1. Finding Multi-fish

A working definition of a multi-fish is a combination of inconclusive fish patterns for different digits which together reveal a core set of cells that will be forced to hold one or other of the digits in the set, so allowing various exclusions to be made.

The digits are partitioned into two sets – a 'Home' set typically of 4 digits and the complementary 'Away' set of 5 digits (these names have been selected to avoid any confusion with base and cover sets.)

Individual houses can now be selected to be covered by one or other of these sets. As sets are assigned, any digits that occur as given or solved cells in the house, are removed, leaving only those that are still to be placed to remain as digit covers.

At any stage as the covering sets are being selected, there will be a potential Naked Set consisting of all the cells with every candidate covered, and a potential Hidden Set consisting of all the cells with at least one candidate covered.

Let

NS = the total number of cells with every candidate covered (the potential Naked Set).

HS = the total number of cells with any candidate covered (the potential Hidden Set).

DC = the total number of digit covers

We then get HS >= DC >= NS

When selecting covering sets to assign, the aim is to balance one of these inequalities while avoiding leaving a house or without a digit, or a cell with no candidates. Any candidates covered twice will affect the Potential Eliminations, so these also must also be watched.

Eliminations

When HS = NS => An established Locked Set already exists

- No eliminations

- Digits in the partially covered cells that are covered more than once are false.

- All covered digits in the partially covered cells are false.

Digits in the fully covered cells that are covered more than once are false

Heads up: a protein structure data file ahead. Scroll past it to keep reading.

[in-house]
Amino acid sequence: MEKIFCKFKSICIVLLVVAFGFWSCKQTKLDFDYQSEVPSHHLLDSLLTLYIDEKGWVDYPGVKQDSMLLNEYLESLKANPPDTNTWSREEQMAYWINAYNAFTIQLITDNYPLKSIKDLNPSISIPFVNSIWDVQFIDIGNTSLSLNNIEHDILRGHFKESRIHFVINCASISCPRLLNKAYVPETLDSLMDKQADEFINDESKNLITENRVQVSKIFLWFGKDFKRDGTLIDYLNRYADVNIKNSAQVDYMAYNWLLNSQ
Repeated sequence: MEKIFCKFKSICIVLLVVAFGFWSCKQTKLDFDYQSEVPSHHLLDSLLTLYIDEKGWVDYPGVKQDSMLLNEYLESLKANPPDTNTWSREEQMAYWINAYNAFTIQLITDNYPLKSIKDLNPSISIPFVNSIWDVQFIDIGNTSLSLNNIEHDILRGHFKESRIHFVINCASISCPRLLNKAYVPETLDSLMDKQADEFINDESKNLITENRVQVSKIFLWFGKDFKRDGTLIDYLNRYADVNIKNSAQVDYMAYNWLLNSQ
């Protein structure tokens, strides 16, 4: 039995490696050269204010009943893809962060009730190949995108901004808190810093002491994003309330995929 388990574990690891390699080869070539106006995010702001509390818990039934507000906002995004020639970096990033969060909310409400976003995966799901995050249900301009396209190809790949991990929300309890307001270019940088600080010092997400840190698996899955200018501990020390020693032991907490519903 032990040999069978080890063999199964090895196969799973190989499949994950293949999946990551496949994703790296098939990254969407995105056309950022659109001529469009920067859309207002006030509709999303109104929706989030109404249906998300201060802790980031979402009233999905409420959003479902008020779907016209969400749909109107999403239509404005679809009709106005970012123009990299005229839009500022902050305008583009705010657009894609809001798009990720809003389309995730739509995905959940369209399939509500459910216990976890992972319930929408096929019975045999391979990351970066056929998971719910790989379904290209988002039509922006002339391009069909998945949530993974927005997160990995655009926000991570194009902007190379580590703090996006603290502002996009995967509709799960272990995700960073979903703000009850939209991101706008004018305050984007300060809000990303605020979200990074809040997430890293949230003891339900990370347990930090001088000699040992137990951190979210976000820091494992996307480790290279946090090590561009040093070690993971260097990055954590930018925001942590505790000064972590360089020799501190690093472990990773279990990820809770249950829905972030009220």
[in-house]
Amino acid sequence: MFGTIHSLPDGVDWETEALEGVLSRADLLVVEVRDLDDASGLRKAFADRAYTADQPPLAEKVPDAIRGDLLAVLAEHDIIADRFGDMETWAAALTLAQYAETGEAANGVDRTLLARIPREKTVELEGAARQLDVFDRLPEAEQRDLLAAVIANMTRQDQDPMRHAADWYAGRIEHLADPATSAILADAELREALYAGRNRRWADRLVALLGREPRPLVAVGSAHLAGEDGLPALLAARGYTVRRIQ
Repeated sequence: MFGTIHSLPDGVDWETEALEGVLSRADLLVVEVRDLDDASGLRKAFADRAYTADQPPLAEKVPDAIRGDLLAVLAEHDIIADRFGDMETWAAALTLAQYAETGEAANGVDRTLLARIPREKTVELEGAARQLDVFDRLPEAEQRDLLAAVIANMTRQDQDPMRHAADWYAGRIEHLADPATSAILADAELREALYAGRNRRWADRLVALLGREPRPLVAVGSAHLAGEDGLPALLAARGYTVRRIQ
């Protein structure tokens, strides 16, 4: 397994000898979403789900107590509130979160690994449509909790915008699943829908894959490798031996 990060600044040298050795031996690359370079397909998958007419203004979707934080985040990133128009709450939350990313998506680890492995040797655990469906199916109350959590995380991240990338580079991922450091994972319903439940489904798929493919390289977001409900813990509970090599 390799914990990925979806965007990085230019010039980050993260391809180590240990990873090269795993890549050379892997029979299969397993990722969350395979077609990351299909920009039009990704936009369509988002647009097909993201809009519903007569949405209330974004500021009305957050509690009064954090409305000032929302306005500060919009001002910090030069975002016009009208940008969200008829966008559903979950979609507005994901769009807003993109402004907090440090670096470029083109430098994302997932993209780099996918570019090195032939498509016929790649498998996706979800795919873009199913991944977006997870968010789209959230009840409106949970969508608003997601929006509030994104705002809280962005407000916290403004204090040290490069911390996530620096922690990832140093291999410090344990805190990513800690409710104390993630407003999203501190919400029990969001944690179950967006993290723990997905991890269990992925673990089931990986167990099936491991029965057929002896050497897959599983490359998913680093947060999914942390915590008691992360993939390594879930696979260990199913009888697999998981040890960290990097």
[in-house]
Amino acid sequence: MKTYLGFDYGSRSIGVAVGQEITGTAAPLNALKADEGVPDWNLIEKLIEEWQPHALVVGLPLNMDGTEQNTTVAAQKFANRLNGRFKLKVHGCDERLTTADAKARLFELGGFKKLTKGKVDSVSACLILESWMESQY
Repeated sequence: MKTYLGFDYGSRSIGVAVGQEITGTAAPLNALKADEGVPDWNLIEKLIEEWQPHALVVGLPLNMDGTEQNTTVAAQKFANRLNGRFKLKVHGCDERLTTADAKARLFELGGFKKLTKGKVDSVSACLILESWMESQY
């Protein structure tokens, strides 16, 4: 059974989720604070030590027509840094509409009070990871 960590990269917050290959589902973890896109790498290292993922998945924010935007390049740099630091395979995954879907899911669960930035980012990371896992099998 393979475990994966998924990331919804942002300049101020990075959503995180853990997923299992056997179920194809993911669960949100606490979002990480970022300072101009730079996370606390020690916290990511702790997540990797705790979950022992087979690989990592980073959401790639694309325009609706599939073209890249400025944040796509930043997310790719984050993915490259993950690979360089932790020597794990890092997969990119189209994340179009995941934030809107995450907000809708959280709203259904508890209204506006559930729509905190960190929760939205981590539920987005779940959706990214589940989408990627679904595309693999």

- If exactly one cell has digits covered more than once, the other digits in that cell are false

- If no digits are covered more than once, digits in the partially covered cells that are uncovered are false

If exactly one cell has digits that are covered twice, any uncovered digits in that cell are false

Note: in this treatment there is no need to be conscious of whether the sets being selected should be considered to be weak or strong. However for the so-minded, when naked sets are found the Home & Away sets should be considered to be weak and the digits in the NS cell to be the strong set. When hidden sets are found, the HS cells make the weak set and the digit cover sets become strong.

Tactics

In selecting the focus digit set concentrate on digits that appear as givens together in the same rows and columns most frequently and rarely in combination with the other digits. One way of doing this is to start with a digit which has two givens, and identify which others occur in the same rows or columns to progressively widen the set up to 4 members.

Choose either rows or columns to hold the Home covering sets and the other to hold the Away covering sets. Now select some banker rows where two of focus digits occur as givens for the covering set and some banker columns where none of them do for the complementary cover set. From this start point explore the options for including other rows and columns to be covered to see if a locked or almost locked set can be found.

If it happens that 5 rows and 5 columns are needed, then switching the direction to hold the Home and Away sets, and selecting the unused rows and columns instead, which will give a smaller 4x4 equivalent pattern.

If an AHS is found then this can be converted to its complementary ANS by keeping the same rows and columns but switching over the Home and Away sets. This is advisable as the NS elimination rules are stronger and the notations are shorter.

General Points

Because the user needs only to enter house cover sets without specifying if they are weak or strong, this approach is simple and fast in comparison to using truth and link sets. However it's less powerful as it will only handle rank 0 and rank 1 patterns.

Against this, a cocktail of truth and link sets should often be able to make the same eliminations with fewer sets, but at the expense of a more complicated procedure.

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[Edits 1-5 (Jul 2013) Extensively re-worked ]

[Edit 6 (Jul 2016) TAG Added ]